ALBERT EINSTEIN in Japan in 1922.
(photo credit: Wikimedia Commons)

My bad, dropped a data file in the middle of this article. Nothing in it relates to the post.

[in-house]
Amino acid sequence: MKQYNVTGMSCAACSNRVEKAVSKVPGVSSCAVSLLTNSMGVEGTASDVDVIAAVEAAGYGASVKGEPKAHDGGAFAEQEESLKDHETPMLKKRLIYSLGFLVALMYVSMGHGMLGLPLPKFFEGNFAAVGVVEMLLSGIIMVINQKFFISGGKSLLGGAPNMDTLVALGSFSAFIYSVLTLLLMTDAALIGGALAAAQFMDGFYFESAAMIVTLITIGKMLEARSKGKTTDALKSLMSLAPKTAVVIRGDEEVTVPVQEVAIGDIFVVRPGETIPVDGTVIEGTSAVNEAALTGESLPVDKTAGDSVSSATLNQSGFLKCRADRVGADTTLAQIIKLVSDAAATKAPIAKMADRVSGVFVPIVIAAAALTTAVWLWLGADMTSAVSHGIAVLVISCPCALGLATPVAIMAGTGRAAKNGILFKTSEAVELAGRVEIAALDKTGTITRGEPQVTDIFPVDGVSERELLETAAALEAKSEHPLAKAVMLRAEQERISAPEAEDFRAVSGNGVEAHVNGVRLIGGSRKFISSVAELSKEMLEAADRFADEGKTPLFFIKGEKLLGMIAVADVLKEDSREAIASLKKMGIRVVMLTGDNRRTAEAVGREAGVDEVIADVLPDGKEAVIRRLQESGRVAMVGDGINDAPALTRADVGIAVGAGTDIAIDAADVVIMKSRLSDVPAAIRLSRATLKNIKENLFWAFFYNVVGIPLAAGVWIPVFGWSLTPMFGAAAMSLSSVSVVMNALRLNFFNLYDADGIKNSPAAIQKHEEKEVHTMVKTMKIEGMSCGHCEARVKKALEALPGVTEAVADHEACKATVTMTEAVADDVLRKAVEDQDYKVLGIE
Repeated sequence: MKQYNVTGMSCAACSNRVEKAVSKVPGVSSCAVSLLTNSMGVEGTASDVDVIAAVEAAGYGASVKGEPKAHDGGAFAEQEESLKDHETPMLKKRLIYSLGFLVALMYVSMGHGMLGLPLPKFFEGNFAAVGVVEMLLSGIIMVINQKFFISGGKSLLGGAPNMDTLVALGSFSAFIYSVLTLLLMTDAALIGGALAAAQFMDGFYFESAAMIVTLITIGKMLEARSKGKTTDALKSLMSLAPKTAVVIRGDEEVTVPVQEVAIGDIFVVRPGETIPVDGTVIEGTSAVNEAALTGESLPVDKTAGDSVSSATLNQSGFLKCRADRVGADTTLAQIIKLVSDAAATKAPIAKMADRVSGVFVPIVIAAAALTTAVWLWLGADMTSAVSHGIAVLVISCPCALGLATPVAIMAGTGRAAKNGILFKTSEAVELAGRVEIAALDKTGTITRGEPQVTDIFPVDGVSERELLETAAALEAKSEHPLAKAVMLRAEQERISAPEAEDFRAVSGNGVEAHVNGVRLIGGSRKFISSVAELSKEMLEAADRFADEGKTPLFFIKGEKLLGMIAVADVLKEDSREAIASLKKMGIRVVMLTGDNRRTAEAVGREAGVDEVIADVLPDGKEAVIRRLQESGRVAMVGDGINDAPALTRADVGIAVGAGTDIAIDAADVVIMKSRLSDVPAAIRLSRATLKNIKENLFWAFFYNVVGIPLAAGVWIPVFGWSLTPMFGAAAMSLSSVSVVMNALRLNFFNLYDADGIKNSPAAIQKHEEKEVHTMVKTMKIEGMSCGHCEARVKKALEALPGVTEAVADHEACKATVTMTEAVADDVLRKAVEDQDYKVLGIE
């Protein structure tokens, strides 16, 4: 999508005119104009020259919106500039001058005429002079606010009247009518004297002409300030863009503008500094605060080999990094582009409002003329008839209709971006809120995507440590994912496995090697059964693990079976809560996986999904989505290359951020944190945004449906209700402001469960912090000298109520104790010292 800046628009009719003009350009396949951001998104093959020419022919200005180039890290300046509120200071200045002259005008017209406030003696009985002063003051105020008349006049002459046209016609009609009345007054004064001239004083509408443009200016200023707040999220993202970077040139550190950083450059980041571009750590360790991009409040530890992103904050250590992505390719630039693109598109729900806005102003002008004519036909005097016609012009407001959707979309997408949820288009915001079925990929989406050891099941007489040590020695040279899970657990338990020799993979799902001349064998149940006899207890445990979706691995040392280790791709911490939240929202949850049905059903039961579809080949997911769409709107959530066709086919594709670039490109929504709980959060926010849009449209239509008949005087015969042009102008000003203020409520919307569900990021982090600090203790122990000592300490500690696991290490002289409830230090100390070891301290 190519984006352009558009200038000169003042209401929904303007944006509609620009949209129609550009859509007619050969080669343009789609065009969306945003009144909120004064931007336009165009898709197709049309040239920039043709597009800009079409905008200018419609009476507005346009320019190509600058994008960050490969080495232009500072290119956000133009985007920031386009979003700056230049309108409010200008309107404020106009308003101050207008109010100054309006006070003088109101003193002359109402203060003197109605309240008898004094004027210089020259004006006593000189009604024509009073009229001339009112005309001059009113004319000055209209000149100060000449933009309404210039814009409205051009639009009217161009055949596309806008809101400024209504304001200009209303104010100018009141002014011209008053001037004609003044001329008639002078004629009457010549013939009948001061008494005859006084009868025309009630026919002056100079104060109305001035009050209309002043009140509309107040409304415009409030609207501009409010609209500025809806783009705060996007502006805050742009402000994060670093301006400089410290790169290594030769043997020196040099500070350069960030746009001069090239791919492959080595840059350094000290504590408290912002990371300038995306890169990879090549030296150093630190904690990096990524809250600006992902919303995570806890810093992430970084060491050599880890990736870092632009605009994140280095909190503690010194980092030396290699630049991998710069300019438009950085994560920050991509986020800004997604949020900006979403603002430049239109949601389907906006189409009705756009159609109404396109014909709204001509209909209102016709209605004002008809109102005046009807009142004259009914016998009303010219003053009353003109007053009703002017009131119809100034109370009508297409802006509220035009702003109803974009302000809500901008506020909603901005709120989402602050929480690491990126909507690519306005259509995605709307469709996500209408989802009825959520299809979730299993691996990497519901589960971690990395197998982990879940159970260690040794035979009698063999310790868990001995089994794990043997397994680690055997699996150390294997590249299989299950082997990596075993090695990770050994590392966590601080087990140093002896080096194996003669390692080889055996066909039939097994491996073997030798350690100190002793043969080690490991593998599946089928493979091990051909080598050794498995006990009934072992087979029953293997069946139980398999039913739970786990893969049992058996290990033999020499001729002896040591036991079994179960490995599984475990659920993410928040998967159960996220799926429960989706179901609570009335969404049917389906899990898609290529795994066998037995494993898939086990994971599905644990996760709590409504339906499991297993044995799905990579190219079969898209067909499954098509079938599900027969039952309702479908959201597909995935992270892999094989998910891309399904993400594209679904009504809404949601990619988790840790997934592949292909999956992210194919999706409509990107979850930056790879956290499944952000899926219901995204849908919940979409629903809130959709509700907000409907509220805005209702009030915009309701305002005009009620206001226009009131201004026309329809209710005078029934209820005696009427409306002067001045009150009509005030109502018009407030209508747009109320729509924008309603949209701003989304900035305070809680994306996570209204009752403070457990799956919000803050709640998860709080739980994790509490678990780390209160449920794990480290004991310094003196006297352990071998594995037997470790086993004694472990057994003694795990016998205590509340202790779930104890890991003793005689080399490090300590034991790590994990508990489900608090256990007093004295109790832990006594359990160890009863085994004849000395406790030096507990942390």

Following a reception in Tel Aviv in February 1923, at which then-mayor Meir Dizengoff and members of the City Council named him an honorary citizen, Albert Einstein noted in his diary that the accomplishments of Jews in Palestine in a few short years “excite the highest admiration... What an incredibly lively people our Jews are.” That same month, while in Jerusalem, Einstein acknowledged that he was “wanted at all costs” to head the Hebrew University and “am being assailed on all fronts in this regard.” Convinced that a Jewish University would serve “as a rallying point” for scholarship and an authoritative center for Jewish thought,” whose influence would “enliven and inspirit the diverse communities of scattered Israel,” Einstein told himself “My heart says yes but my mind says no.”
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